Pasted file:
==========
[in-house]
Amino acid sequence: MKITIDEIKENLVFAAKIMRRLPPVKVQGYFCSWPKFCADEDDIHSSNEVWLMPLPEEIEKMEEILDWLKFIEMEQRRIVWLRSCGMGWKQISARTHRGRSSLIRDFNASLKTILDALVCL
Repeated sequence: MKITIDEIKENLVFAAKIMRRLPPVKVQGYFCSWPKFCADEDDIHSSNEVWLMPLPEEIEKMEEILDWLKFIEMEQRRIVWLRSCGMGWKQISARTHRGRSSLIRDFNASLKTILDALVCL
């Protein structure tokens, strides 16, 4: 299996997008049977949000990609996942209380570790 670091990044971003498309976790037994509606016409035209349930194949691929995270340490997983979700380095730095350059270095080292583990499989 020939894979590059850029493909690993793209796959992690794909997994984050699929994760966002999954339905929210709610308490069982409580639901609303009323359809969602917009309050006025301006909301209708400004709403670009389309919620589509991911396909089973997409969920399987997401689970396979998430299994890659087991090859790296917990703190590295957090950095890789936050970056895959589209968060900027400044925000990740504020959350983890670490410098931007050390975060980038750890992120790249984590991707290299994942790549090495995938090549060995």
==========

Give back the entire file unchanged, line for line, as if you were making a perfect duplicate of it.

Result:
[in-house]
Amino acid sequence: MKITIDEIKENLVFAAKIMRRLPPVKVQGYFCSWPKFCADEDDIHSSNEVWLMPLPEEIEKMEEILDWLKFIEMEQRRIVWLRSCGMGWKQISARTHRGRSSLIRDFNASLKTILDALVCL
Repeated sequence: MKITIDEIKENLVFAAKIMRRLPPVKVQGYFCSWPKFCADEDDIHSSNEVWLMPLPEEIEKMEEILDWLKFIEMEQRRIVWLRSCGMGWKQISARTHRGRSSLIRDFNASLKTILDALVCL
């Protein structure tokens, strides 16, 4: 299996997008049977949000990609996942209380570790 670091990044971003498309976790037994509606016409035209349930194949691929995270340490997983979700380095730095350059270095080292583990499989 020939894979590059850029493909690993793209796959992690794909997994984050699929994760966002999954339905929210709610308490069982409580639901609303009323359809969602917009309050006025301006909301209708400004709403670009389309919620589509991911396909089973997409969920399987997401689970396979998430299994890659087991090859790296917990703190590295957090950095890789936050970056895959589209968060900027400044925000990740504020959350983890670490410098931007050390975060980038750890992120790249984590991707290299994942790549090495995938090549060995």